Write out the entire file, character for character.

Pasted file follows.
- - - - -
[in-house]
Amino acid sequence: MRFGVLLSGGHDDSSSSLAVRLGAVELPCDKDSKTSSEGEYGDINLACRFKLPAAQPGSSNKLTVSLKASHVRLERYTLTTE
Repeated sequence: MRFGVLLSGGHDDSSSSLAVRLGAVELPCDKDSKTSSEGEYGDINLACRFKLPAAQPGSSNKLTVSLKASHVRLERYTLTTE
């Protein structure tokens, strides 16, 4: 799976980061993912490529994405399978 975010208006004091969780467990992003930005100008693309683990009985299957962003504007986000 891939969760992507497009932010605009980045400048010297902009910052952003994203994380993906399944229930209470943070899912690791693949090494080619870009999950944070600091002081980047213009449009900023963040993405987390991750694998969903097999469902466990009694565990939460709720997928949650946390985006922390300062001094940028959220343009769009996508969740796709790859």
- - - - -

[in-house]
Amino acid sequence: MRFGVLLSGGHDDSSSSLAVRLGAVELPCDKDSKTSSEGEYGDINLACRFKLPAAQPGSSNKLTVSLKASHVRLERYTLTTE
Repeated sequence: MRFGVLLSGGHDDSSSSLAVRLGAVELPCDKDSKTSSEGEYGDINLACRFKLPAAQPGSSNKLTVSLKASHVRLERYTLTTE
């Protein structure tokens, strides 16, 4: 799976980061993912490529994405399978 975010208006004091969780467990992003930005100008693309683990009985299957962003504007986000 891939969760992507497009932010605009980045400048010297902009910052952003994203994380993906399944229930209470943070899912690791693949090494080619870009999950944070600091002081980047213009449009900023963040993405987390991750694998969903097999469902466990009694565990939460709720997928949650946390985006922390300062001094940028959220343009769009996508969740796709790859």